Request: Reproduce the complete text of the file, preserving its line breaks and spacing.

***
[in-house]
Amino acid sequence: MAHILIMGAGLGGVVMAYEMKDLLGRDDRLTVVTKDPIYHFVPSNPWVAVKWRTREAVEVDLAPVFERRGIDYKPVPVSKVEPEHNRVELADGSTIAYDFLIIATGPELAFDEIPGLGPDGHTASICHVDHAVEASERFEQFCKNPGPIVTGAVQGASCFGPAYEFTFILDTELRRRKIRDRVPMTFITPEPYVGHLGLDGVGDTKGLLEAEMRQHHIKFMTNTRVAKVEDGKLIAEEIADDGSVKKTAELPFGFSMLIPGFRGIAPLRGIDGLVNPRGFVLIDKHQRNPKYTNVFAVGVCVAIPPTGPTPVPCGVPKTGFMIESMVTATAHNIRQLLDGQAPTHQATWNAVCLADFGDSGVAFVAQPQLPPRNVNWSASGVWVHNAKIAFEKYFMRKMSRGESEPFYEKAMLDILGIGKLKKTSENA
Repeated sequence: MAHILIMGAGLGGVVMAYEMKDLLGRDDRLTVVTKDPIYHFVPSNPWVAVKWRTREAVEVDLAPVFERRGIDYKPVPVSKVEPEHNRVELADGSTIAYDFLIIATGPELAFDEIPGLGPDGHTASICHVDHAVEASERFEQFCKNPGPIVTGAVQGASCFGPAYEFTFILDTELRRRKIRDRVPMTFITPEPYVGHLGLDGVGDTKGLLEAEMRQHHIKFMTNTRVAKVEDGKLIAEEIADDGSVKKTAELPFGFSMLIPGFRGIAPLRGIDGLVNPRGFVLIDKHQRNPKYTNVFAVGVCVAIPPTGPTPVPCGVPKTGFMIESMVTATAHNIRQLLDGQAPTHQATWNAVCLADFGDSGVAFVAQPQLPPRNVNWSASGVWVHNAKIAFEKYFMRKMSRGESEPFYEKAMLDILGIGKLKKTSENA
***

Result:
[in-house]
Amino acid sequence: MAHILIMGAGLGGVVMAYEMKDLLGRDDRLTVVTKDPIYHFVPSNPWVAVKWRTREAVEVDLAPVFERRGIDYKPVPVSKVEPEHNRVELADGSTIAYDFLIIATGPELAFDEIPGLGPDGHTASICHVDHAVEASERFEQFCKNPGPIVTGAVQGASCFGPAYEFTFILDTELRRRKIRDRVPMTFITPEPYVGHLGLDGVGDTKGLLEAEMRQHHIKFMTNTRVAKVEDGKLIAEEIADDGSVKKTAELPFGFSMLIPGFRGIAPLRGIDGLVNPRGFVLIDKHQRNPKYTNVFAVGVCVAIPPTGPTPVPCGVPKTGFMIESMVTATAHNIRQLLDGQAPTHQATWNAVCLADFGDSGVAFVAQPQLPPRNVNWSASGVWVHNAKIAFEKYFMRKMSRGESEPFYEKAMLDILGIGKLKKTSENA
Repeated sequence: MAHILIMGAGLGGVVMAYEMKDLLGRDDRLTVVTKDPIYHFVPSNPWVAVKWRTREAVEVDLAPVFERRGIDYKPVPVSKVEPEHNRVELADGSTIAYDFLIIATGPELAFDEIPGLGPDGHTASICHVDHAVEASERFEQFCKNPGPIVTGAVQGASCFGPAYEFTFILDTELRRRKIRDRVPMTFITPEPYVGHLGLDGVGDTKGLLEAEMRQHHIKFMTNTRVAKVEDGKLIAEEIADDGSVKKTAELPFGFSMLIPGFRGIAPLRGIDGLVNPRGFVLIDKHQRNPKYTNVFAVGVCVAIPPTGPTPVPCGVPKTGFMIESMVTATAHNIRQLLDGQAPTHQATWNAVCLADFGDSGVAFVAQPQLPPRNVNWSASGVWVHNAKIAFEKYFMRKMSRGESEPFYEKAMLDILGIGKLKKTSENA